I look at the benefits and drawbacks to this crucial question.
What do people interested in “off-ramping” need to consider from a financial perspective?
- More men than ever are making this choice as well – it’s no longer just a “women’s issue.” Eleven percent of households today have an “alpha earning wife” or “breadwinning mom” who makes more than her spouse and is supporting the family financially.
- The family needs to ask themselves: how will they afford their current lifestyle?
- Can they do it on just one income?
- If not, can they downsize and get rid of expenses to support the lifestyle they desire? Such as: Move to a smaller house with a smaller mortgage; Take less expensive vacations; Get by with one car; Create and stick to a budget; Have an emergency fund of at least 3 months of expenses.
What are some the financial risks associated with giving up a career or a job?
- The first risk is your immediate loss of income but there is also an “opportunity cost” of being out of the job market. You are giving up health care benefits, career advancement/future earnings and retirement plans. Don’t just look at your income in the short-term and the day-to-day expenses. You have to look at what you are giving up now and later in life as well.
- A real consideration is the cost of waiting to fund your retirement. The earlier you save for retirement the better off you are later in life. If there are gaps in savings and contributions you simply will have less at your desired retirement age.
- The same thing goes for career advancement. As a career develops you gain more responsibility and along with that come pay increases and bonuses. That progression stops once you leave the workforce.
- Go online to one of the many financial calculators and run a financial model based on what you are making and saving now. Then run one based on having reduced earnings for a period of time and notice what the difference is 20 or 30 years from now. Most people will be surprised with how large the gap becomes. MSN Money Retirement Planner helps calculate how long you can live off of your next egg before it runs out.
How do you analyze the costs of working vs. staying at home?
- First map out all your expenses and which expenses are work-related: You might save the costs for day care, business lunches, travel to and from your job, your wardrobe or uniform expenses. You might save on health care costs if you are leaving a job that is literally making you sick.
- Be realistic about the trade offs: Will you use less gas or more gas if you traded your work commute for shuttling your children and the neighborhood kids around to all their activities? Will your spouse earn enough to fund both of your retirement accounts? Will you take on an expensive hobby now that you have free time – golf, boating, traveling etc.?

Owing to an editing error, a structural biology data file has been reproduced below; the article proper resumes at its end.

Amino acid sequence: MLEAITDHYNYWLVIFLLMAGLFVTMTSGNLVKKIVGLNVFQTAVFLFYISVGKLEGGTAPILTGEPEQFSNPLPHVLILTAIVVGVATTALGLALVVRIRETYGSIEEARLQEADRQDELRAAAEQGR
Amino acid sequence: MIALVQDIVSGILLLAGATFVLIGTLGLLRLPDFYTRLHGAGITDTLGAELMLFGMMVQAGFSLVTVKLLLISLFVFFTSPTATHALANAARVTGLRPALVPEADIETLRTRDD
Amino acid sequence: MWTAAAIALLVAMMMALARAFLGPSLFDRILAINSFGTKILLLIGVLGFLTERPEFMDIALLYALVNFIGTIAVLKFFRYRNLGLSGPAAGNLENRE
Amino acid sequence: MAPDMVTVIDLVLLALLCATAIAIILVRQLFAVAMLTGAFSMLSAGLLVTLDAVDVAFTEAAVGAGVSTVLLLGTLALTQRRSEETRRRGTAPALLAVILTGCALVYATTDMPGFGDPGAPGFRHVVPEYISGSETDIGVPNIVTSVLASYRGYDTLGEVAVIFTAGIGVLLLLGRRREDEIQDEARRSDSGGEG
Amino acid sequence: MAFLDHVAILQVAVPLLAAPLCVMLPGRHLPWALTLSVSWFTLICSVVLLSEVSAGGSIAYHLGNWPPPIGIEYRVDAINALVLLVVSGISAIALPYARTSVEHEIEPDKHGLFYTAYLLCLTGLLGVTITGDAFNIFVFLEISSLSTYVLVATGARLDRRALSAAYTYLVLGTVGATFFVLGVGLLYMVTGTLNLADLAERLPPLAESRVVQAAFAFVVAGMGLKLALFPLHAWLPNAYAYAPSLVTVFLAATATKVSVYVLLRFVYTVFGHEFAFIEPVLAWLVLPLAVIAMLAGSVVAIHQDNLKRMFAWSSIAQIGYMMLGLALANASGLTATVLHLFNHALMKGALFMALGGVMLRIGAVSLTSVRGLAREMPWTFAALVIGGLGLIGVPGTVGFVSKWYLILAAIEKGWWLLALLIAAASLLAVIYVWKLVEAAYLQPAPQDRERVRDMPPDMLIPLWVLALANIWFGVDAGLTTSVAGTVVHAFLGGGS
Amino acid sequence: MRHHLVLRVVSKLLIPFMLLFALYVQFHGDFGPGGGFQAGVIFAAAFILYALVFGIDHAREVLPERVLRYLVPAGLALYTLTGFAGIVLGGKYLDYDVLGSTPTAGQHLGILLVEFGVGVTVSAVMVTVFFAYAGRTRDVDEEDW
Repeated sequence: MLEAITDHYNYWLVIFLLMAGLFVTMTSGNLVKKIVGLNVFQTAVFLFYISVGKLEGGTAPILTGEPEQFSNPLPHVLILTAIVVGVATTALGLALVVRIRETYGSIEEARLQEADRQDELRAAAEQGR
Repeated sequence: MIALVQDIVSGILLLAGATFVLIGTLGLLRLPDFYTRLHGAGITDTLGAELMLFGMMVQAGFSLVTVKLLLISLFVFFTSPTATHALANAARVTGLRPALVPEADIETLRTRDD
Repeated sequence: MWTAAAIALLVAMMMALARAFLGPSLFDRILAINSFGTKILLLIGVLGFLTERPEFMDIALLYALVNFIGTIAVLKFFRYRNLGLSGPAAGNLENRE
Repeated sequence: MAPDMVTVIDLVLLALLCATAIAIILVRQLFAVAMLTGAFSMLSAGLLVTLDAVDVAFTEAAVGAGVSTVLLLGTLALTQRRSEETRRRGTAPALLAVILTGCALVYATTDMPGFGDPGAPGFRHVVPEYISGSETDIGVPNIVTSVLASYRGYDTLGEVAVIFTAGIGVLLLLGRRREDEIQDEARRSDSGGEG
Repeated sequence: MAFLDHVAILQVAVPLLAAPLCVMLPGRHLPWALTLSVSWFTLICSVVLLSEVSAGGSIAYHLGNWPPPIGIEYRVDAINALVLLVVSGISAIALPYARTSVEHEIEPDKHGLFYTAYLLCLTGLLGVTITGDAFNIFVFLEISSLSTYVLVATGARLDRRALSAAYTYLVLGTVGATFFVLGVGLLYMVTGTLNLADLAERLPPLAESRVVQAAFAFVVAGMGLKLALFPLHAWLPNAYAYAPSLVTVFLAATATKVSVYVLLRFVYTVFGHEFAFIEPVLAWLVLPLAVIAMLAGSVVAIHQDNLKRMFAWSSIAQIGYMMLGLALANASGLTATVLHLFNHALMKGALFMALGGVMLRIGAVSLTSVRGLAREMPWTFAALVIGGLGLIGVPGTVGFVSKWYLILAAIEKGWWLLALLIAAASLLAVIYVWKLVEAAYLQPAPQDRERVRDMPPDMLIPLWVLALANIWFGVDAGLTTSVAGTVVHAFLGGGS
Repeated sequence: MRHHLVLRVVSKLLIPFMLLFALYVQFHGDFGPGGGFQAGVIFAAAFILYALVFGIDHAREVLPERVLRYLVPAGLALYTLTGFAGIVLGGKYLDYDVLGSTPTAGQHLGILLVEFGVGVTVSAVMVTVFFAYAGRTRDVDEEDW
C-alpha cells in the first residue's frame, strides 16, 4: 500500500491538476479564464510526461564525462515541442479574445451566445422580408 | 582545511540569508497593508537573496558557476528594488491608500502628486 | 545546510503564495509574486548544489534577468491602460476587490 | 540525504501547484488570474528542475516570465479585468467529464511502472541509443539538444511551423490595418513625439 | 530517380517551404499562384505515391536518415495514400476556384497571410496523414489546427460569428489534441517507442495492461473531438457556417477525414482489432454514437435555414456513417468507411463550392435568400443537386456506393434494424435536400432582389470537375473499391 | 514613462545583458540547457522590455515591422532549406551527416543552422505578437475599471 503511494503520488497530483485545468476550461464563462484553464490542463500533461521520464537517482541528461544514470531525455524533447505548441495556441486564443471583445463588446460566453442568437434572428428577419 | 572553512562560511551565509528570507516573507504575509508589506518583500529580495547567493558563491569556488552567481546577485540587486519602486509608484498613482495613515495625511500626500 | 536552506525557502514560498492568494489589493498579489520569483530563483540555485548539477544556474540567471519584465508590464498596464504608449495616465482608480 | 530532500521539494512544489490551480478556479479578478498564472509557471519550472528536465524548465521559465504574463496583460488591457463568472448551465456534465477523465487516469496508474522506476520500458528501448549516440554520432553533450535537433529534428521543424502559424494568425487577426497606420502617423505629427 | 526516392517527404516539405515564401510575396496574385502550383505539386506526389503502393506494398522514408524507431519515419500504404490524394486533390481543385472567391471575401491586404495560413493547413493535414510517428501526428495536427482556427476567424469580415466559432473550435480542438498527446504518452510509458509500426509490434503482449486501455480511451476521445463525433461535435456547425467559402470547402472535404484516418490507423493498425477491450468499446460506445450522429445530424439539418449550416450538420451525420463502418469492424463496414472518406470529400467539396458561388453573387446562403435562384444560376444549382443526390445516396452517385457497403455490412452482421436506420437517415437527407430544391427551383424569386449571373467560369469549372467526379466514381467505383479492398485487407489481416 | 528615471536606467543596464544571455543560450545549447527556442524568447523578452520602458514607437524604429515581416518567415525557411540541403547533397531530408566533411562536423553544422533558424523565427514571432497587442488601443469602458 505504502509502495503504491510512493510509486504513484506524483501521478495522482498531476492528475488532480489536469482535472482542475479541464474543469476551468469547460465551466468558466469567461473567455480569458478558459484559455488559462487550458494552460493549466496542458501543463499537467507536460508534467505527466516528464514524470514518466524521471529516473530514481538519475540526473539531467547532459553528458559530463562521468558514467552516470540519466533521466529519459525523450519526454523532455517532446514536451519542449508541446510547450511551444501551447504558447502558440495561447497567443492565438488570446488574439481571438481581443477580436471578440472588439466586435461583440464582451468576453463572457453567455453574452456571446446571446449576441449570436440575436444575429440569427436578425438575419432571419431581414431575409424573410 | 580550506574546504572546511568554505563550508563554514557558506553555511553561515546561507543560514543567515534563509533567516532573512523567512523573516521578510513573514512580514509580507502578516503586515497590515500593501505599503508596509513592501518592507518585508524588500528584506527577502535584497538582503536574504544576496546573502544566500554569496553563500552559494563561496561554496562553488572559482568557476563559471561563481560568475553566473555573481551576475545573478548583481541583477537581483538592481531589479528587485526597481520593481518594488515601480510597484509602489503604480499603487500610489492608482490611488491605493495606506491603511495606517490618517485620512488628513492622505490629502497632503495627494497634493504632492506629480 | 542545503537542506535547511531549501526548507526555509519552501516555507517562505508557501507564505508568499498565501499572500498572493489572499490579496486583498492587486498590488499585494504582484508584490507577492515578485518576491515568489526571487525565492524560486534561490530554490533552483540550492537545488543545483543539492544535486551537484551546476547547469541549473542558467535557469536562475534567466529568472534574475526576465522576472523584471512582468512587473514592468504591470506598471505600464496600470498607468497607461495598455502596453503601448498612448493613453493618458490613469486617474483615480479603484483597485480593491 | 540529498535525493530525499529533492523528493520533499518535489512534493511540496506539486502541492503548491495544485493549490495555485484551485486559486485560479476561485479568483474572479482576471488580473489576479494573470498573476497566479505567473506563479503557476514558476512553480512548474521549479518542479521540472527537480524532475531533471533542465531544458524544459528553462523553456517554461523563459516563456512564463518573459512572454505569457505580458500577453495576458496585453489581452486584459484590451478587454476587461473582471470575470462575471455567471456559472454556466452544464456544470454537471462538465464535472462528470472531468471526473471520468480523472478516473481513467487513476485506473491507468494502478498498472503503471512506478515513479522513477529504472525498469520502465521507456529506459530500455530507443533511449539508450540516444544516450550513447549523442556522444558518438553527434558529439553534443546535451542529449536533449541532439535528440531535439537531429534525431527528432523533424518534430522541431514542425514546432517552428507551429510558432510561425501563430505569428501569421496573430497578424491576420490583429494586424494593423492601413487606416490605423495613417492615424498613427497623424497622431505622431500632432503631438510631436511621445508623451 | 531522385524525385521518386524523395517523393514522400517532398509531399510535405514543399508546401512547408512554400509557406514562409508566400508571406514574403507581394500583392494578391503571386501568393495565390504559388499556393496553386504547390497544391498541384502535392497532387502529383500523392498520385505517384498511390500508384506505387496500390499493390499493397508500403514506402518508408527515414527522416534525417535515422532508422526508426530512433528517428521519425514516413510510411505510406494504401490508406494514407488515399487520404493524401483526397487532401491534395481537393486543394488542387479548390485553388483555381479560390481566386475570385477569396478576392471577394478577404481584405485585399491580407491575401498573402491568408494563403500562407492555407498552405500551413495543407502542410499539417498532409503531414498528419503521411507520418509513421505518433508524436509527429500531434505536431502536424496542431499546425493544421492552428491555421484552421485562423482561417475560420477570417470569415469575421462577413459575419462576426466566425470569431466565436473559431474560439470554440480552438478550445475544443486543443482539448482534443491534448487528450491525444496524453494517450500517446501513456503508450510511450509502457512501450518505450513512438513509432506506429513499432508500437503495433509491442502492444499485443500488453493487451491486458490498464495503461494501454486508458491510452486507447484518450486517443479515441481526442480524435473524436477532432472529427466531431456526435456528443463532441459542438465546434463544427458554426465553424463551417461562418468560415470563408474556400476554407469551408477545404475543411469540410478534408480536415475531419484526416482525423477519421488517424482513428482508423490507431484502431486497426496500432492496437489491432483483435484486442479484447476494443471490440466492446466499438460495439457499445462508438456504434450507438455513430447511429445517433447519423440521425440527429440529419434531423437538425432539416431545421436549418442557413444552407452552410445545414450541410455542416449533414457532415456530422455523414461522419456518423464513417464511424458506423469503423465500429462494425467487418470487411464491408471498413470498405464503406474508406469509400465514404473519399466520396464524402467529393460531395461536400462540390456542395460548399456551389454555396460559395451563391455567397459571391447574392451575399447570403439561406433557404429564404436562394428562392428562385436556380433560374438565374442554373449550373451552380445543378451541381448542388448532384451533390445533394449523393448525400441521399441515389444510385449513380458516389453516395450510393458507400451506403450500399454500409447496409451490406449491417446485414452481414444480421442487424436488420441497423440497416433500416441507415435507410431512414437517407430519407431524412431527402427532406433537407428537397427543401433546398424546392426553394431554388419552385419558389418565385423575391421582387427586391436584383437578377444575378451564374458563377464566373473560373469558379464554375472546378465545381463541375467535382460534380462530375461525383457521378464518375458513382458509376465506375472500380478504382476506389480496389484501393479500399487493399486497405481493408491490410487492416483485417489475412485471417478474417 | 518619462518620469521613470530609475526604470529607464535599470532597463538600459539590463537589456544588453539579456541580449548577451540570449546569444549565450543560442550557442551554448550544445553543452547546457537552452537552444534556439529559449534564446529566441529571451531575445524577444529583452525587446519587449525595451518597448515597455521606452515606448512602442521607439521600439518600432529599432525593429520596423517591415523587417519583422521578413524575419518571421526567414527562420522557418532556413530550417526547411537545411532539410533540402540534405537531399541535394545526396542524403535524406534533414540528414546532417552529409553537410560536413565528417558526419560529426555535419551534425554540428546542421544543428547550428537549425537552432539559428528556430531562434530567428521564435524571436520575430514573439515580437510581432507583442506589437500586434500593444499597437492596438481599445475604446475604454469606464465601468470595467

- Are you leaving your job to return to school? If so you may have more expenses for tuition and books.
What are some strategies for those who are off-ramping and or leaving the workforce?
– Keep the job door open. Find ways to keep your skills current. If you are taking a sabbatical or transitioning into a stay at home parent, you need to maintain your business network and skills: Attend professional association meetings and continuing education programs even if you are not working; Volunteer with organizations that will help you expand your network; Work on a consulting or part-time arrangement with your former employer.
The generation of women today is better at this than my generation. They are alpha mom’s who use technology like blackberry’s, cell phones and email to communicate versus the PTA mother of my generation who was isolated from the business world.
One of my employees left our firm and had a child. She is now back working on a part-time basis earning money for savings and keeping her business connections and skills current.
Another client works on a project-by-project basis with her former company. They call with project work that she can do from home, which keeps her earning money but allows her the time to spend with her children that she desires. Don’t assume your employer will not work with you. It doesn’t hurt to ask.
- Consider how the financial impact with affect you emotionally in addition to financially. Many times the balance of power in a relationship shifts when one spouse is longer a financial contributor. This can have tremendous mental impacts on self-esteem and confidence. You need to discuss the budget and how the money will be spent with both partners managing the financial decision making in the family.